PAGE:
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6th Grade Girl’s School Shooting Stopped By Brave Teacher After 3 Were Shot

Rigby, ID – Students at Rigby Middle School said that at first they thought their principal had gotten more creative by adding terrifying sounds to a lockdown drill on Thursday after a 6th Grade girl opened fire on her classmates and school staff.

Jefferson County Sheriff Steve Anderson said the girl took a handgun out of her backpack at about 9:15 a.m. on May 6 and opened fire in the middle school’s hallway, the Citizen Times reported.

The girl shot two people inside the school building before she went outside and shot one more person.

A female teacher disarmed the shooter and held her until police arrived, the Associate Press reported.

“She retrieved a handgun from her backpack and fired multiple rounds inside of the school and out,” Sheriff Anderson said. “During the shooting, a teacher disarmed the student and detained her until law enforcement took her into custody. We don’t have a lot of details right now and are following all leads.”

Two students and the school’s elderly, longtime custodian, Jim Wilson, were shot but their wounds were not considered life-threatening, East Idaho News reported.

Parents have identified the hero teacher as Krista Gneiting.

The community is also heralding Wilson, who put himself between the shooter and another student and was shot, KIFI reported.

Multiple law enforcement agencies responded quickly to the school with 1,500 sixth-through-eighth graders and the student was taken into custody.

Dr. Michael Lemon, the trauma medical director at Eastern Idaho Regional Medical Center, said it was an “absolute blessing” that the victims weren’t more seriously injured, the East Idaho News reported.

Lemon told reporters that one student was shot in an extremity and may require surgery and a second student was shot twice in two different limbs.

He said Wilson’s gunshot was a “through and through extremity” injury, the East Idaho News reported.

The hero custodian was released from the hospital late on Thursday.

Sheriff Anderson did not identify the shooter because she is a juvenile but said the child is from Idaho Falls, the Associated Press reported.

After the shooting, law enforcement searched the school and evacuated the classrooms one by one.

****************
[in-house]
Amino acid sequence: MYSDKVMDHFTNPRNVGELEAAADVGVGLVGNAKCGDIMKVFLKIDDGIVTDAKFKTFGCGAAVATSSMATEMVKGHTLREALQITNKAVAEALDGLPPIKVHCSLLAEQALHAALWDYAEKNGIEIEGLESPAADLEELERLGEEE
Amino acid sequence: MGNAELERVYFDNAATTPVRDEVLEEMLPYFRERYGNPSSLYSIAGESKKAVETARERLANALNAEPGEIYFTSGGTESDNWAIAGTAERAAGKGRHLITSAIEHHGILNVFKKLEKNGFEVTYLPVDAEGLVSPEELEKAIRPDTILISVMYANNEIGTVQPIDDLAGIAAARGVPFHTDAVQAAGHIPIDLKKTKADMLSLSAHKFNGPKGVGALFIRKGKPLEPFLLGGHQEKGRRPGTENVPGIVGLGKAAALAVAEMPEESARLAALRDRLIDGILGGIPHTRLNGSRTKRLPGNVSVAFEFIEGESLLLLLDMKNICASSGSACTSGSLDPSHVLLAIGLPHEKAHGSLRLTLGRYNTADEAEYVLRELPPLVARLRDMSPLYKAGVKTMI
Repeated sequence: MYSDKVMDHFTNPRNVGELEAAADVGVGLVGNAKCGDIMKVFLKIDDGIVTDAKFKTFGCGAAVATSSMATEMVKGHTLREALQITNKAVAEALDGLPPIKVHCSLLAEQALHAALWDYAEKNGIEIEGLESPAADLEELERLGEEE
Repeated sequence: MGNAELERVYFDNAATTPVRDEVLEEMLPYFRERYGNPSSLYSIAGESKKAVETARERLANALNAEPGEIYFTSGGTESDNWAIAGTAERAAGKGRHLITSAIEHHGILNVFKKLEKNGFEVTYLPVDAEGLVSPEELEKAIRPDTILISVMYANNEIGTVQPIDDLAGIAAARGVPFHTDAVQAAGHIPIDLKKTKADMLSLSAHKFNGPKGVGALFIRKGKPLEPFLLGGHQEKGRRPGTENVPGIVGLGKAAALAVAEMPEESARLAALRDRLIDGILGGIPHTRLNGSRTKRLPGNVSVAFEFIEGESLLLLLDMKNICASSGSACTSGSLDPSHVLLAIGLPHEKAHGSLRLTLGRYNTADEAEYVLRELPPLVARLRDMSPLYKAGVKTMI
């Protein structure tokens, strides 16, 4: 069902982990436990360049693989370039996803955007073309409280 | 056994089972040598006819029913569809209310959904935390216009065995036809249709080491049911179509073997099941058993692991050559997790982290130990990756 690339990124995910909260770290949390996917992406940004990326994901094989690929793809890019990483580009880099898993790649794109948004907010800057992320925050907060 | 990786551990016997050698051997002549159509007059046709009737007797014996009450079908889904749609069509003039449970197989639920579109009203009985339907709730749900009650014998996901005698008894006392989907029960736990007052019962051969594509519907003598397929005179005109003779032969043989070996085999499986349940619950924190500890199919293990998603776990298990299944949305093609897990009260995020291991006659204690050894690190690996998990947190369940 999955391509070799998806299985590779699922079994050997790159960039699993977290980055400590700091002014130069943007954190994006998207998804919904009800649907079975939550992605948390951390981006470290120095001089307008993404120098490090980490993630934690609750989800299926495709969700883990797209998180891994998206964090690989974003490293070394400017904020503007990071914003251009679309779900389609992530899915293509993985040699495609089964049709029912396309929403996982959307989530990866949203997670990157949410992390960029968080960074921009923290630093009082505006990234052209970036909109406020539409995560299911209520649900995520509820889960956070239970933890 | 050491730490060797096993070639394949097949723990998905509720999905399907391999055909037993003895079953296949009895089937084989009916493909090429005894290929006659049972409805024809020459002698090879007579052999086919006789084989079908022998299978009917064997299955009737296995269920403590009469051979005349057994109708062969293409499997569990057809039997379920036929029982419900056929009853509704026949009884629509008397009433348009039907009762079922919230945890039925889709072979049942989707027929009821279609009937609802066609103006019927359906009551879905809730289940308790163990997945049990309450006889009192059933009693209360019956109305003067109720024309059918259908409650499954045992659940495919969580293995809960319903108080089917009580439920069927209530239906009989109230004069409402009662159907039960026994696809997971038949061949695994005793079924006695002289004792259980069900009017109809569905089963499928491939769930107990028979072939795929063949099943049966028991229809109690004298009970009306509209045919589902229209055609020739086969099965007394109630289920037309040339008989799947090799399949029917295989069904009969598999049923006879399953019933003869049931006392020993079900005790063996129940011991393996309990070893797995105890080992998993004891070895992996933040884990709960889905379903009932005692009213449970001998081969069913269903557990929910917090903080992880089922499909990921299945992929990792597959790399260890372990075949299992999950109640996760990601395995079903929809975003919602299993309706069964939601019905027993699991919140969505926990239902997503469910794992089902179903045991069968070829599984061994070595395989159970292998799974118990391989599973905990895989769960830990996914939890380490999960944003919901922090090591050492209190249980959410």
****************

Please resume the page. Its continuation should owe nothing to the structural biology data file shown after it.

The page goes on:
“Me and my classmate were just in class with our teacher — we were doing work — and then all of a sudden, here was a loud noise and then there were two more loud noises. Then there was screaming,” 12-year-old Yandel Rodriguez told KIFI. “Our teacher went to check it out, and he found blood.”

Students said they initially thought the lockdown was a drill, the Citizen Press reported.

“We didn’t think anything of it at first, until we heard footsteps in the hallway and then we heard a police siren… and that’s when we started realizing it was real,” seventh grader Madison Jensen told KIFI. “I texted everyone I knew.”

Law enforcement is trying to determine the motive for the shooting and to figure out how the child got the gun, the Citizen Press reported.

“We don’t have a lot of details at this time of ‘why’ — that is being investigated,” Sheriff Anderson told reporters. “We’re following all leads.”

East Idaho News reported that their publication had received dozens of messages that said the girl had posted a threatening video to social media a few days ahead of the shooting.

Sheriff Anderson refused to comment on the video but confirmed that detectives were aware of it.

Jefferson County Prosecuting Attorney Mark Taylor said the girl could be facing three charges of attempted murder, East Idaho News reported.

Taylor said his office would wait to make a determination on the charges until after the sheriff’s department had completed its investigation of the shootings.

All Jefferson County schools were closed on Friday and school counselors there and in neighboring counties have scrambled to set up resources for students struggling with trauma from the incident, KIFI reported.

Written by
Sandy Malone

Managing Editor - Twitter/@SandyMalone_ - Prior to joining The Police Tribune, Sandy wrote the Politics.Net column for the Wall Street Journal and was managing editor of Campaigns & Elections magazine. More recently, she was an internationally-syndicated columnist for Conde Nast (BRIDES), The Huffington Post, and Monsters and Critics. Sandy is married to a retired police captain and former SWAT commander.

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Written by Sandy Malone


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